Electrons are spherical
What's round and measures a billionth of a millimetre?
The answer is the electron, the shape of which scientists at Imperial College in London have been trying to measure for over ten years! Now they've finally succeeded, proving that the tiny negatively-charged particles which swarm around the nuclei of atoms really are a spherical shape.
Led by researcher Jony Hudson, the London-based team made the breakthrough by studying how a compound called ytterbium fluoride behaves in an electric field. If electrons are any shape other than perfectly round, then in an electrical field they would be expected to wobble and this, in turn, would make the ytterbium fluoride atom wobble too.
But if the electrons are spherical, then any forces will on them will balance out and so they won't wobble and nor will the host atom. And, in fact, this is what the team at Imperial have published this week in the journal Nature - the atoms failed to wobble in the field, indicating that the electrons must be symmetrically round.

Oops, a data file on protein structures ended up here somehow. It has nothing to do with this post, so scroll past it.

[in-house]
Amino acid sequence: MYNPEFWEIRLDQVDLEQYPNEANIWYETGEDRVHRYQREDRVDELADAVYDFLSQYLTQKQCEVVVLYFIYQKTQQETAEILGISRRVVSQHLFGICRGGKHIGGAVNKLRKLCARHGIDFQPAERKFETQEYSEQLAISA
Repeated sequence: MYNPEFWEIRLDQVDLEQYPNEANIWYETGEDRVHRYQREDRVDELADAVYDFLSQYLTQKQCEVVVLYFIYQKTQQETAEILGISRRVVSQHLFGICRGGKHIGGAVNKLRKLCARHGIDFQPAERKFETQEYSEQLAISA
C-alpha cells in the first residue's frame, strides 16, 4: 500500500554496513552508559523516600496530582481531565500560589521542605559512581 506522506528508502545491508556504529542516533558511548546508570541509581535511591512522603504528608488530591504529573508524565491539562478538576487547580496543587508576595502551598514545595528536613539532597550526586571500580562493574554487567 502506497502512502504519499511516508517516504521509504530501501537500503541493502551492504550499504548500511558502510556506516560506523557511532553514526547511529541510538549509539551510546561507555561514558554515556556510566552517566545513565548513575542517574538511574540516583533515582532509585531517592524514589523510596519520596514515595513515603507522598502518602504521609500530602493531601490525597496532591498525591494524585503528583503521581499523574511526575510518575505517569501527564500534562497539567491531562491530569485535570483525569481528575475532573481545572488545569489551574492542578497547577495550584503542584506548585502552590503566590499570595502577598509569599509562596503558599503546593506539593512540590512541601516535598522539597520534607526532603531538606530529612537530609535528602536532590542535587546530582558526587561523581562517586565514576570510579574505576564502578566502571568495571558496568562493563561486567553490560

This is important, explains Jony Hudson, because it places limits on what theories of atomic structure and behaviour are possible. It also moves us one step closer to answer one of the Universe's biggest questions, which is where has all the antimatter gone?
Theory predicts that matter and antimatter were made by the Big Bang in equal measure, but wherever we look today all we see is material made from matter. The shape of electrons constrains how matter and its anti-matter equivalent can behave and therefore narrows the range of possibilities of where the antimatter might have gone...